Floating Arm Trebuchet Plans Download
Don't forget to download the free plans for use in Google SketchUp. All comments are welcome!
You might also want to check out our pool table restoration site at HowToPool.com
Some news for you!
The parts list has now been added in Page 5. General construction steps coming soon. Please contact us with questions or corrections!
The site may also be moving to a different domain.
We have so many projects in wood, metal, mechanics, electronics (both new and old school),
blacksmithing (including chain mail), and other skills.
Build Your Own Floating Arm Trebuchet
Here are the basic plans for a floating arm trebuchet featured on YouTube. (6 Foot Floating Arm Trebuchet
It has been fired with 20 and 50 pounds of counterweight but it could easily handle more. The projectile was around 9 ounces. At 20 pounds we would hit around 70 meters. At 50 pounds we were just short of 200 meters.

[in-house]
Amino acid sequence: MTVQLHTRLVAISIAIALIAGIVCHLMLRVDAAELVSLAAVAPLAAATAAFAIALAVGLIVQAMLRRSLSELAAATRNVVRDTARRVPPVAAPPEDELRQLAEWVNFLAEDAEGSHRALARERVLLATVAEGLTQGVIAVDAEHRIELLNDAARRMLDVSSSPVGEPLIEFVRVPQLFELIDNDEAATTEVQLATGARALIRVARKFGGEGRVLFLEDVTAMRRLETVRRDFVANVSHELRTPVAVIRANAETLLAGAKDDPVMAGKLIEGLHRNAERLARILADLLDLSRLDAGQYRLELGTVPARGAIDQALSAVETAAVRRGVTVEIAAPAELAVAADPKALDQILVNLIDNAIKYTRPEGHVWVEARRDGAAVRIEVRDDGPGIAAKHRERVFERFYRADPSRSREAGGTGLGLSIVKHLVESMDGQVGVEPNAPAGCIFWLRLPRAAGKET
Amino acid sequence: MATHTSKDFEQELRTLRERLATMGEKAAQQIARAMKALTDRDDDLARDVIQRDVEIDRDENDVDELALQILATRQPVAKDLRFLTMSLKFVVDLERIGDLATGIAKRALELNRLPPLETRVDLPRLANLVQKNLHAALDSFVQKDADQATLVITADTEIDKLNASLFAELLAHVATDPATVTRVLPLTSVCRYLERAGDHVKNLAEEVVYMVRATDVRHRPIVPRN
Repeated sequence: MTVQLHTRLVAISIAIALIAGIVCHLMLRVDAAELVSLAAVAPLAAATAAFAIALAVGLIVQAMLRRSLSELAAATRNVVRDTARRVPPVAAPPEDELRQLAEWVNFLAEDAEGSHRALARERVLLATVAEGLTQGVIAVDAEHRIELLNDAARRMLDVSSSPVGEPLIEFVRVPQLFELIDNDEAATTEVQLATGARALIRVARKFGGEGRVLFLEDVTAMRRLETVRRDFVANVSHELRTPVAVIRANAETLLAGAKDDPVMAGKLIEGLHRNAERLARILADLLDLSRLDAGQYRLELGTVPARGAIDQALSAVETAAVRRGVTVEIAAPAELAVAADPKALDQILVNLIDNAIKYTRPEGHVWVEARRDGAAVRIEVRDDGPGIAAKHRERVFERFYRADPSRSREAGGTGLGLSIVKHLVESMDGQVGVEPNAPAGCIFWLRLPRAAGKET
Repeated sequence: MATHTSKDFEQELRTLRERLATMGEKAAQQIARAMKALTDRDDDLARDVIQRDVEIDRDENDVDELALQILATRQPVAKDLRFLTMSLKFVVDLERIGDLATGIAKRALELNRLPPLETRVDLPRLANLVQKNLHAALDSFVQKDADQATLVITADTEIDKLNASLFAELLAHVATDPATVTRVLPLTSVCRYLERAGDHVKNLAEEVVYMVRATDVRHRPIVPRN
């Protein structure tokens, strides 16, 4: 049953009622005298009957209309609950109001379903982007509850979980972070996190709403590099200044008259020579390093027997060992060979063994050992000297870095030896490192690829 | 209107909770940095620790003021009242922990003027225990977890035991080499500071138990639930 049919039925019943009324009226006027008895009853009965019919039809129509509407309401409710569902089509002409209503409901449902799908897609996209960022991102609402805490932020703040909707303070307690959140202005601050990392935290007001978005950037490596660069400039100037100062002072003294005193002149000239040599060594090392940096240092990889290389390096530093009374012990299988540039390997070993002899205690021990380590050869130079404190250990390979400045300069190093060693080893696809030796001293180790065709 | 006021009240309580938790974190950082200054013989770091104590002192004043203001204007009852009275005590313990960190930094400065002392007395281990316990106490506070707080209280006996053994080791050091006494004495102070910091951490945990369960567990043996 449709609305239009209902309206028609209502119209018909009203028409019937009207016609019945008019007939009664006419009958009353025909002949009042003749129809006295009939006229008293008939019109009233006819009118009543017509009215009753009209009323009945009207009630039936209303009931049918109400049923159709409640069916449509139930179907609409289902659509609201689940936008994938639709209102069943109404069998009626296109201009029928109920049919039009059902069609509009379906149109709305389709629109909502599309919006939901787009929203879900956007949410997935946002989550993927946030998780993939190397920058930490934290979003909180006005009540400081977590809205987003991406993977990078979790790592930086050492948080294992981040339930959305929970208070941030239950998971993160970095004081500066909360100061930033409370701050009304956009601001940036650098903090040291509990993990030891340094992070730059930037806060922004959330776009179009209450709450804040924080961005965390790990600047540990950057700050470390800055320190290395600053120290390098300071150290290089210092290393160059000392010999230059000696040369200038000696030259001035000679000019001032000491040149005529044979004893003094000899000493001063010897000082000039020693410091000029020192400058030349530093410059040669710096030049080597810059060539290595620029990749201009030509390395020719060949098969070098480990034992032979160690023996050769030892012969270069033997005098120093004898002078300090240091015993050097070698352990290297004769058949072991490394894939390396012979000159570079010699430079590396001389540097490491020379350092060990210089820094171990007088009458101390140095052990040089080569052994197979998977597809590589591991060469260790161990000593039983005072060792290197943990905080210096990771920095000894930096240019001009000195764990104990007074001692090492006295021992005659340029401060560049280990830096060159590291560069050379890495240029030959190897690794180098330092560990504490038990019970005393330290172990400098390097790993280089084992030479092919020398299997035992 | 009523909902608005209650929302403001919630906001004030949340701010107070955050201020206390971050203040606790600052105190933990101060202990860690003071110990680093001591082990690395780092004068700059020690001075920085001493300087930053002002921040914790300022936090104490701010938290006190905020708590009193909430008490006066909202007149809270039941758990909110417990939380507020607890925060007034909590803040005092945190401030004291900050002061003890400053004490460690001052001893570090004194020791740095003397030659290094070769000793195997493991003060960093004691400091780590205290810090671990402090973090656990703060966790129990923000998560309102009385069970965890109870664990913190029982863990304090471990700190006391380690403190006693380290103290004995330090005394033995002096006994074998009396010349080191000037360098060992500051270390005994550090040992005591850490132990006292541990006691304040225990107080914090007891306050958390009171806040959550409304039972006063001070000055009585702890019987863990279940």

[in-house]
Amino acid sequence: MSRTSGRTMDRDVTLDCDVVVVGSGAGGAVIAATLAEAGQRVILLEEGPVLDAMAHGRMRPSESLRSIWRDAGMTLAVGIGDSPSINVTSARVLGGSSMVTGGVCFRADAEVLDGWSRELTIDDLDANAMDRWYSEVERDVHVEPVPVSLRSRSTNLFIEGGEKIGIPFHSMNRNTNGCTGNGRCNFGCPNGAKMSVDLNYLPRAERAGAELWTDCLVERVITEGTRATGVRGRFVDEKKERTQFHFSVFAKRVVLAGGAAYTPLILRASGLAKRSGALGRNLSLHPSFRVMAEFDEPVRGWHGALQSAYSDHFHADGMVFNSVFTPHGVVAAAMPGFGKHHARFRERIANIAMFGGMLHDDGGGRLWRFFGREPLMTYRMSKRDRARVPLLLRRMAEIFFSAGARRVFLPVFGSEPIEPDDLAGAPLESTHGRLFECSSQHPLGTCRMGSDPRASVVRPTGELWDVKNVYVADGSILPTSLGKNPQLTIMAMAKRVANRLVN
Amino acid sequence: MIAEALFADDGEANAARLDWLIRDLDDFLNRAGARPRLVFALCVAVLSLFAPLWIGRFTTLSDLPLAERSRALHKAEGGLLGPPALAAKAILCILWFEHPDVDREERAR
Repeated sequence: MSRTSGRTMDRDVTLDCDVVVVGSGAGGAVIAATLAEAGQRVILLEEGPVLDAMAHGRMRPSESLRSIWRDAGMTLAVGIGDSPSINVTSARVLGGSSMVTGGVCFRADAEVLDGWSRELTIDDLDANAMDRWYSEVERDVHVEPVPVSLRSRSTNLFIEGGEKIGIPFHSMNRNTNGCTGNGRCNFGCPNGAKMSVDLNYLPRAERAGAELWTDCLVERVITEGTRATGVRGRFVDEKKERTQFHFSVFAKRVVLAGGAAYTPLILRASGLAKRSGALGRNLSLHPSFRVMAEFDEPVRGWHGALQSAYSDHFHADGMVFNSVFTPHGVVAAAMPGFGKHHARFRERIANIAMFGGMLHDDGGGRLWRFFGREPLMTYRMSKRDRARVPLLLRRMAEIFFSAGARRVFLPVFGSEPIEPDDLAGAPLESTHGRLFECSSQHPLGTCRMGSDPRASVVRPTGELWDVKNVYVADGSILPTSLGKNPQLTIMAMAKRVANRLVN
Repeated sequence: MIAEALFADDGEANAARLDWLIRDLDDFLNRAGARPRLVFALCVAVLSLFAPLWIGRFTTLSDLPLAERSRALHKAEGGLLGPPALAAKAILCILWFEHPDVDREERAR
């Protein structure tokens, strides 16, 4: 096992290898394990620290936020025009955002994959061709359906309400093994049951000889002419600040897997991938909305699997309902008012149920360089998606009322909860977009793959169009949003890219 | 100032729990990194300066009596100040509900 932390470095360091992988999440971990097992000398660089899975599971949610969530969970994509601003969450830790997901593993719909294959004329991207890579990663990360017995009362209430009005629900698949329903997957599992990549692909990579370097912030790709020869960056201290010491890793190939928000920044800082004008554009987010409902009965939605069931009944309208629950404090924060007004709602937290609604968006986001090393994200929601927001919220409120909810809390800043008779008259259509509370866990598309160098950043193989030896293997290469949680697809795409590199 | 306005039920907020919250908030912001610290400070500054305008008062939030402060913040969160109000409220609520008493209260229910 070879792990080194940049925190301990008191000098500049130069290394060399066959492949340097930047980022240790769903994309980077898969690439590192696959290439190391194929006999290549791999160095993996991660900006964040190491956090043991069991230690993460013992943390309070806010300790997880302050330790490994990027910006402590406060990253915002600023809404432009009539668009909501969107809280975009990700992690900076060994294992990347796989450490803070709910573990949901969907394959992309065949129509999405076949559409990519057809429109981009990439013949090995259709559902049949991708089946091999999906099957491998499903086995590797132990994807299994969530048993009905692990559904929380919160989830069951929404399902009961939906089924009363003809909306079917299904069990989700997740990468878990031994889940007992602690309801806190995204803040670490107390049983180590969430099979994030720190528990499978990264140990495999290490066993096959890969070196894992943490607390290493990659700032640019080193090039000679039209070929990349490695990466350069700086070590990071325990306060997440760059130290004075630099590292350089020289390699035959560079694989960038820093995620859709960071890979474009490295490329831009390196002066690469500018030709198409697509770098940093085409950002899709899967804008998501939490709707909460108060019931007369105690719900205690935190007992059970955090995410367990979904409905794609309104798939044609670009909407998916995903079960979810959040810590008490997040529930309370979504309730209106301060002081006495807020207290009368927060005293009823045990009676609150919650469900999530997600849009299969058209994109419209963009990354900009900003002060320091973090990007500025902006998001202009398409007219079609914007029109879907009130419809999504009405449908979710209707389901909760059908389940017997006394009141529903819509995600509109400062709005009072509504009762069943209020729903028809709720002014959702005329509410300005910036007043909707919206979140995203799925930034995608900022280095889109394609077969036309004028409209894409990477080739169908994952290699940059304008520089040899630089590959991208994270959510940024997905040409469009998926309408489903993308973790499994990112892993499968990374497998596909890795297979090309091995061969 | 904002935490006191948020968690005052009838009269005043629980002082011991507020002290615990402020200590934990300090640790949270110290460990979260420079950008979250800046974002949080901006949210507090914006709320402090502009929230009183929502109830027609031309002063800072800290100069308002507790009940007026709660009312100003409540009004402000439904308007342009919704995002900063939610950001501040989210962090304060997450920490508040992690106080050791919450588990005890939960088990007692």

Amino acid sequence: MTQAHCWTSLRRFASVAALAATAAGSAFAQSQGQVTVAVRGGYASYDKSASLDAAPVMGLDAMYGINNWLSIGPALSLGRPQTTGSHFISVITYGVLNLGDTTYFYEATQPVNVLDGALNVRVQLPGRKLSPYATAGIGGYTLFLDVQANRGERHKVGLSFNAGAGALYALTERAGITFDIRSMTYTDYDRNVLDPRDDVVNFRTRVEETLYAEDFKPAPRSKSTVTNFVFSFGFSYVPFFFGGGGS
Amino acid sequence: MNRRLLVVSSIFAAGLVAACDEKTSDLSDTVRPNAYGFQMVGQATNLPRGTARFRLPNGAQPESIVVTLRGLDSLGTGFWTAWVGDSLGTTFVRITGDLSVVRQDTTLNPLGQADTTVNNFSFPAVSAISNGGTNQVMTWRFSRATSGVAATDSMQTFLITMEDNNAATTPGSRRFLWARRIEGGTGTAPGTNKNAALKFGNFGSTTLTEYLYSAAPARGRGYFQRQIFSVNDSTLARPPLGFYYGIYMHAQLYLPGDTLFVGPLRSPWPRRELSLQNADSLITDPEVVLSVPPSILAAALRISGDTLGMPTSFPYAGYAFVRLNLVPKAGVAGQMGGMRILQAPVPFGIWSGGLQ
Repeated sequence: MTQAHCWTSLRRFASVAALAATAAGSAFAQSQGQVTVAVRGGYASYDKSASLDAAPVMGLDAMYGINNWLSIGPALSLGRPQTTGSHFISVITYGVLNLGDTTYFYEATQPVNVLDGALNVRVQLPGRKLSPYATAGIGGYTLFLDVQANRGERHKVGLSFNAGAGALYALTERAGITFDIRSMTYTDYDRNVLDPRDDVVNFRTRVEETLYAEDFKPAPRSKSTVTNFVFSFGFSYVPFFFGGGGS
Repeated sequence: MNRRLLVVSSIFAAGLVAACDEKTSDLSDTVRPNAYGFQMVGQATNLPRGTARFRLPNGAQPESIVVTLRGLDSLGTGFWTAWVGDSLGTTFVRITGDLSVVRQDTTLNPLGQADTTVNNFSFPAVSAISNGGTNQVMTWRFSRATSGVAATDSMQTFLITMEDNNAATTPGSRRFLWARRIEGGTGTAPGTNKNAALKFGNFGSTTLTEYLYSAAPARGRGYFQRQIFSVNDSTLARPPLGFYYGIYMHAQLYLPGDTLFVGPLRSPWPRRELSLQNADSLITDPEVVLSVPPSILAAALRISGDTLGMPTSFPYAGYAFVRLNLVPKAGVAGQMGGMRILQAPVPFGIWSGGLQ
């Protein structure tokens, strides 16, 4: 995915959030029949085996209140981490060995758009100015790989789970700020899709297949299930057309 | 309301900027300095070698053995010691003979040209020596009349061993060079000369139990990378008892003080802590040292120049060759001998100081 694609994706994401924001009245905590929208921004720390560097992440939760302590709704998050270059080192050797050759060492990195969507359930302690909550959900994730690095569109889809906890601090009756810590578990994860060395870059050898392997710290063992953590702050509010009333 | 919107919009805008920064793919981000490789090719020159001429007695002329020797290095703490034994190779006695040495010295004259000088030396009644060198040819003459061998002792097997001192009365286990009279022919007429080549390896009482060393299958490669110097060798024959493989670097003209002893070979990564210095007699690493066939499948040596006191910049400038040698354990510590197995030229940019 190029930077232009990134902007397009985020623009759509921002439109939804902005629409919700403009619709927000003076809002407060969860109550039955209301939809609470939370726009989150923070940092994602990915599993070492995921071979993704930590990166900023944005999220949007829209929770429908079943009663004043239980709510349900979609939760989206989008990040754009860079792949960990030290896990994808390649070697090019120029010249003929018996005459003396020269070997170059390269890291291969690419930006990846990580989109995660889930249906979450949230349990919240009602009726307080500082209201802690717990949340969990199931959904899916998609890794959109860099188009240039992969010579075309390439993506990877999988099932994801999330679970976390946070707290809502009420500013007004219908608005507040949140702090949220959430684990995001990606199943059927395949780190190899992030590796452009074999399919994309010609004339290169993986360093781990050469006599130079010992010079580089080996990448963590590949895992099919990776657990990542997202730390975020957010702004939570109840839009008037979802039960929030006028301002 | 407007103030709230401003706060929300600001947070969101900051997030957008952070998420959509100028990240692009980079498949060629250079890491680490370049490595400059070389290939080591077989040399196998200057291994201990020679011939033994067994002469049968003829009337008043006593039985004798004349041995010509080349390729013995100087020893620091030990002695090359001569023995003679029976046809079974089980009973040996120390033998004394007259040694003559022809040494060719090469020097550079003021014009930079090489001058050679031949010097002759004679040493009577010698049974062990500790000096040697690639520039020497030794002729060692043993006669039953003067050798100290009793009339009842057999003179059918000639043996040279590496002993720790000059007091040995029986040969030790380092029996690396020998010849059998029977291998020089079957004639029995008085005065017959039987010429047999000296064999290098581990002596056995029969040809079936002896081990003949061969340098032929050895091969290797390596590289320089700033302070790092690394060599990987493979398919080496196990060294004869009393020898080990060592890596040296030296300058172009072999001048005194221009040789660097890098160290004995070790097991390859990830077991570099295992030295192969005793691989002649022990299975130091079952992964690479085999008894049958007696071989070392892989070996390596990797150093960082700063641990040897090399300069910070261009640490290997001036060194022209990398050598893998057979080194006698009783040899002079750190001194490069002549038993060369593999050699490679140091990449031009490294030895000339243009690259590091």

The pictures and general measurements should be enough for most people, but we highly recommend you download the sketchup plans above. The file can be viewed with the free google sketchup program and you can use the measuring tape to get any details you need.
Everything wood was made out of 2x4's for most construction but we used 2x6's for the wheels. Top wheels are 4" and the bottom wheel is 4 3/4". For the bottom trough for the projectile we just used some old thin plywood for that. The ones that look like 2x2's (The vertical pieces and 45 degree support pieces) are just 2x4's cut in half rip-wise. Obviously you loose some material ripping so they aren't true 2x2's but you can adjust for whatever you have.